Flash forward to the completion of her degree. Unlike many students, Akapo decided to stay in Peterborough after being offered a job. That coupled with her growing network peers she established in her final year are what kept her in Peterborough eight years after her graduation. Akapo also gave a shout out to Peter Koloski, who introduced her to The Only Café. She also added that Peterborough “has a sense of freedom almost, in that Peterborough is a good place to experiment and try things out.”

Akapo also talked about how since moving here she has seen Peterborough grow not just in numbers but in diversity. She added added, “I’ve also seen more of an effort in Peterborough to welcome people of different diversities and backgrounds and more of a recognition of the importance of having diversity.”

She further noted that Peterborough has accepted more than just racial diversity, but still has further to go. Engaging people on the subject of discrimination is also something Akapo has been pushing to do. She discussed how many people feel uncomfortable with discussing issues of discrimination or racism, and while many are more willing to do so on an individual level its hard to engage them in a wider community context.

Every “activist” has a moment in their lives where they decided to move from the stage that Akapo perfectly described, as the observer, to the stage of being an advocate or activist. For some, it can be a major event in the news, witnessing a loved one being treated unjustly, while for others it’s a personal awakening within themselves. Akapo’s moment was her feeling that people needed to give her “the permission to speak.”

This happened when she was pushed and supported by her friend and fellow alum, Minister of Democratic Institutions, Maryam Monsef , to join the board of the YWCA. She remembers Monsef suggesting that she should sit on the board and her response being “boards are for old white men,” and that Monsef was “just being nice because [she’s her] friend.” Eventually, however, she took her friend’s advice and was elected to the board, and began to believe in herself and her voice.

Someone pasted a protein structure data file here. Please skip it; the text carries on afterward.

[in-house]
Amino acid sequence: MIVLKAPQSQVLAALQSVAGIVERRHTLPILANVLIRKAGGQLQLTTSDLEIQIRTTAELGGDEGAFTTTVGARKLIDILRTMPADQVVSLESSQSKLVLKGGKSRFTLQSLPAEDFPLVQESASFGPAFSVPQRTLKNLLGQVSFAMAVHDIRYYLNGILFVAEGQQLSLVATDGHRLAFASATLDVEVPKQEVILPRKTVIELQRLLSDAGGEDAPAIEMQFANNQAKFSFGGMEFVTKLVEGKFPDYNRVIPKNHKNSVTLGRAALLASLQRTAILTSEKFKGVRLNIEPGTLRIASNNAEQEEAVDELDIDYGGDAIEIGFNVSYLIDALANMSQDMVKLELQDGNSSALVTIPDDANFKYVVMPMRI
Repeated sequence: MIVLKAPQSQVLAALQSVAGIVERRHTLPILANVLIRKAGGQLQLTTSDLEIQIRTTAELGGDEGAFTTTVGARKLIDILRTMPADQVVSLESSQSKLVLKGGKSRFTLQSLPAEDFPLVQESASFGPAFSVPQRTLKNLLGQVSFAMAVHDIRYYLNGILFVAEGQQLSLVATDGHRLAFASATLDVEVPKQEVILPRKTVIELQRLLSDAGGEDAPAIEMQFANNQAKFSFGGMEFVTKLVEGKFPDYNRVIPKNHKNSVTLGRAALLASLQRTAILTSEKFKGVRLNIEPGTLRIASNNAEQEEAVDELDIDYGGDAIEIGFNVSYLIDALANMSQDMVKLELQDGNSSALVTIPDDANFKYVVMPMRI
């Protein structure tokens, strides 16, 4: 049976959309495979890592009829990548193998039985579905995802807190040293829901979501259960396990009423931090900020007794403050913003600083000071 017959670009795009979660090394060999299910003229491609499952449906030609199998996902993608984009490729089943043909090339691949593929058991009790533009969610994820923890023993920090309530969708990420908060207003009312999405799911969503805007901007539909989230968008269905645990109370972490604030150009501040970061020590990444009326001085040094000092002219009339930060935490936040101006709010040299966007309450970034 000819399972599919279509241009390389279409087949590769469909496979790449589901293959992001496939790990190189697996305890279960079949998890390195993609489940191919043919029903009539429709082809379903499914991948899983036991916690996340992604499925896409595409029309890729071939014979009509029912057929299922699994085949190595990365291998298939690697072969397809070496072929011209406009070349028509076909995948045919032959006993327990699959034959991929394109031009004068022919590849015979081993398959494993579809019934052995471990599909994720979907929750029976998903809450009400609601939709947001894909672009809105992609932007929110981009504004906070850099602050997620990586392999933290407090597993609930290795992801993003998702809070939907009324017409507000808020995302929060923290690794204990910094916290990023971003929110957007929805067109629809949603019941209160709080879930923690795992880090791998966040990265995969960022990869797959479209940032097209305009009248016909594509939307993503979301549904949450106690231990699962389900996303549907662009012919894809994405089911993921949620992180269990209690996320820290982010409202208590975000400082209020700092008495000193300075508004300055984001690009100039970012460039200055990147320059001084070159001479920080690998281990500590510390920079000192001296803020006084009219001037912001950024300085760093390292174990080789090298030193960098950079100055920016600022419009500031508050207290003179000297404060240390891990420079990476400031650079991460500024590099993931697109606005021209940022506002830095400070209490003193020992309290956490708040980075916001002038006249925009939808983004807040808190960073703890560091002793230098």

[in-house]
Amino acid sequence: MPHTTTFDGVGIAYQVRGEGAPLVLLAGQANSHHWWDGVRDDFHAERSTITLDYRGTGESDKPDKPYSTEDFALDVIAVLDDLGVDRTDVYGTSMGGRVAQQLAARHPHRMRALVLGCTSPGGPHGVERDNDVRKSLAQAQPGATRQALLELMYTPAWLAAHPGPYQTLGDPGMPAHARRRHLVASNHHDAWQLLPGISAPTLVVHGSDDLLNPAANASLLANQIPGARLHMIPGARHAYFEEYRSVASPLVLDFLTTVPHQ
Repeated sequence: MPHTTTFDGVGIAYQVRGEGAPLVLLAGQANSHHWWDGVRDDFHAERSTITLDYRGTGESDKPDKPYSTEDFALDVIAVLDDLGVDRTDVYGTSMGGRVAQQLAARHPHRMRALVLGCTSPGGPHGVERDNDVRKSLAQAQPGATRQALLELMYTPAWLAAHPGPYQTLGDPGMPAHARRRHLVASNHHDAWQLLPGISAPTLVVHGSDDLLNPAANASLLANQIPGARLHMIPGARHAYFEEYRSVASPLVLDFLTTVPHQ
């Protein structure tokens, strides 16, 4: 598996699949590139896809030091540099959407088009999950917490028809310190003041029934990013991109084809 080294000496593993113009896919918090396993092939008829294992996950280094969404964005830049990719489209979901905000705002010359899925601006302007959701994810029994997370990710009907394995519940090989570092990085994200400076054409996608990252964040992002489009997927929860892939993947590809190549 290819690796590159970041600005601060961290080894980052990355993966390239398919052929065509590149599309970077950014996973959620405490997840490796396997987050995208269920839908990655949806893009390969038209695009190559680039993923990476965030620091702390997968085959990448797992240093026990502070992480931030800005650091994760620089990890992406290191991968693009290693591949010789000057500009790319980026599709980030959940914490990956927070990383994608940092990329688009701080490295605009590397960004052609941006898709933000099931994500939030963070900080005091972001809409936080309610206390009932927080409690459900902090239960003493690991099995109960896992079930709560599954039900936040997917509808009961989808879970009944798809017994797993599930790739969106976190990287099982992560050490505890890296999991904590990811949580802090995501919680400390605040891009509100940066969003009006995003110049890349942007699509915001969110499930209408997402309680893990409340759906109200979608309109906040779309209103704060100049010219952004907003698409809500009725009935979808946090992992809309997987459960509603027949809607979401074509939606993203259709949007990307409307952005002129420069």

For Akapo, this was when “the ball started rolling”, as it not only legitimized her voice for herself, but it also created what she called a “mental shift.” Akapo states, “I don’t need to wait to be invited, I can see things that are happening or not happening and can try and be involved or at least learn about it.” The final question Arthur asked Akapo was, “What advice about getting involved in activism would you give your younger self?”

“I guess to not be afraid, because fear is a huge thing that holds people back. And fear of different things, you know, fear of sounding stupid, fear of not saying the right thing, fear of repercussions, fear of losing friendships or relationships or whatever. To not let your fear of something impede you from doing it.”

Akapo might not feel as though she is an activist, to her it’s just doing what makes sense, doing the right thing. Whether she’s an activist or simply a good person, Peterborough and the world could use a lot more people like Kemi Akapo.